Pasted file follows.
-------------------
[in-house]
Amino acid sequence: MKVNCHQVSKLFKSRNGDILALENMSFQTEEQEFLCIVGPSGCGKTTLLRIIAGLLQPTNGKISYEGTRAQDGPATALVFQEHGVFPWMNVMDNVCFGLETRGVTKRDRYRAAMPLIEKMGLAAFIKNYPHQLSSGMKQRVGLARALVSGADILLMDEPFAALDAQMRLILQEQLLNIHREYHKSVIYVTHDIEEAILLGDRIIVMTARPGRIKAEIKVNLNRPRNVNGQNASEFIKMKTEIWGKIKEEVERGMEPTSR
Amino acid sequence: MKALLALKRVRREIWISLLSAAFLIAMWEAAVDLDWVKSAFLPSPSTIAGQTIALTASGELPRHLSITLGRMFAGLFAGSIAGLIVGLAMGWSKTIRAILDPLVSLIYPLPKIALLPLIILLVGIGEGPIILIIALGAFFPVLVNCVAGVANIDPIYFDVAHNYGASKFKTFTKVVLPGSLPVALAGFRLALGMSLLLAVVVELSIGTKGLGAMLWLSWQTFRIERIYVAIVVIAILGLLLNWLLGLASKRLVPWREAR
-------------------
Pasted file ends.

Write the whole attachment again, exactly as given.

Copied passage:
[in-house]
Amino acid sequence: MKVNCHQVSKLFKSRNGDILALENMSFQTEEQEFLCIVGPSGCGKTTLLRIIAGLLQPTNGKISYEGTRAQDGPATALVFQEHGVFPWMNVMDNVCFGLETRGVTKRDRYRAAMPLIEKMGLAAFIKNYPHQLSSGMKQRVGLARALVSGADILLMDEPFAALDAQMRLILQEQLLNIHREYHKSVIYVTHDIEEAILLGDRIIVMTARPGRIKAEIKVNLNRPRNVNGQNASEFIKMKTEIWGKIKEEVERGMEPTSR
Amino acid sequence: MKALLALKRVRREIWISLLSAAFLIAMWEAAVDLDWVKSAFLPSPSTIAGQTIALTASGELPRHLSITLGRMFAGLFAGSIAGLIVGLAMGWSKTIRAILDPLVSLIYPLPKIALLPLIILLVGIGEGPIILIIALGAFFPVLVNCVAGVANIDPIYFDVAHNYGASKFKTFTKVVLPGSLPVALAGFRLALGMSLLLAVVVELSIGTKGLGAMLWLSWQTFRIERIYVAIVVIAILGLLLNWLLGLASKRLVPWREAR